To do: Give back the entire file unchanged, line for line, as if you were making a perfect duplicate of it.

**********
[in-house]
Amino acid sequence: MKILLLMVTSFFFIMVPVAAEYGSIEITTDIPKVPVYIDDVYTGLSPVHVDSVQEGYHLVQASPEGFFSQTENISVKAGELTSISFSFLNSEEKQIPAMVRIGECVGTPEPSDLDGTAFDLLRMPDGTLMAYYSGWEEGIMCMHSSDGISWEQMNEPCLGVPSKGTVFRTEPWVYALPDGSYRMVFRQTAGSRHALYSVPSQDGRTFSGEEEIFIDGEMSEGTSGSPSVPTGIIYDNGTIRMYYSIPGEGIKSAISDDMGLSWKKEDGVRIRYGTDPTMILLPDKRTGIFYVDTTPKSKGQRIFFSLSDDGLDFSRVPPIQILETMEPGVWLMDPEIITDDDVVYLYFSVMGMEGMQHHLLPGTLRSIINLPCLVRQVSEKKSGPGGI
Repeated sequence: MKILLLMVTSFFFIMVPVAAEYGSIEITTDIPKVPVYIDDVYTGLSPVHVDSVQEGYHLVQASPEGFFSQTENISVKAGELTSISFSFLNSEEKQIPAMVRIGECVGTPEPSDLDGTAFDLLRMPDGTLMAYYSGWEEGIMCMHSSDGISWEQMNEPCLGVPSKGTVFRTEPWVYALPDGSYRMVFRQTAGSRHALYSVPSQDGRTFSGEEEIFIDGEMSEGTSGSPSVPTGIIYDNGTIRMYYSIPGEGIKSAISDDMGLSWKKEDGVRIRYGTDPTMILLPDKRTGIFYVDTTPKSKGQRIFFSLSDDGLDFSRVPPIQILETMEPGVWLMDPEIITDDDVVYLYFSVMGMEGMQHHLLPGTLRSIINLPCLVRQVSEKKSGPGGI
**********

[in-house]
Amino acid sequence: MKILLLMVTSFFFIMVPVAAEYGSIEITTDIPKVPVYIDDVYTGLSPVHVDSVQEGYHLVQASPEGFFSQTENISVKAGELTSISFSFLNSEEKQIPAMVRIGECVGTPEPSDLDGTAFDLLRMPDGTLMAYYSGWEEGIMCMHSSDGISWEQMNEPCLGVPSKGTVFRTEPWVYALPDGSYRMVFRQTAGSRHALYSVPSQDGRTFSGEEEIFIDGEMSEGTSGSPSVPTGIIYDNGTIRMYYSIPGEGIKSAISDDMGLSWKKEDGVRIRYGTDPTMILLPDKRTGIFYVDTTPKSKGQRIFFSLSDDGLDFSRVPPIQILETMEPGVWLMDPEIITDDDVVYLYFSVMGMEGMQHHLLPGTLRSIINLPCLVRQVSEKKSGPGGI
Repeated sequence: MKILLLMVTSFFFIMVPVAAEYGSIEITTDIPKVPVYIDDVYTGLSPVHVDSVQEGYHLVQASPEGFFSQTENISVKAGELTSISFSFLNSEEKQIPAMVRIGECVGTPEPSDLDGTAFDLLRMPDGTLMAYYSGWEEGIMCMHSSDGISWEQMNEPCLGVPSKGTVFRTEPWVYALPDGSYRMVFRQTAGSRHALYSVPSQDGRTFSGEEEIFIDGEMSEGTSGSPSVPTGIIYDNGTIRMYYSIPGEGIKSAISDDMGLSWKKEDGVRIRYGTDPTMILLPDKRTGIFYVDTTPKSKGQRIFFSLSDDGLDFSRVPPIQILETMEPGVWLMDPEIITDDDVVYLYFSVMGMEGMQHHLLPGTLRSIINLPCLVRQVSEKKSGPGGI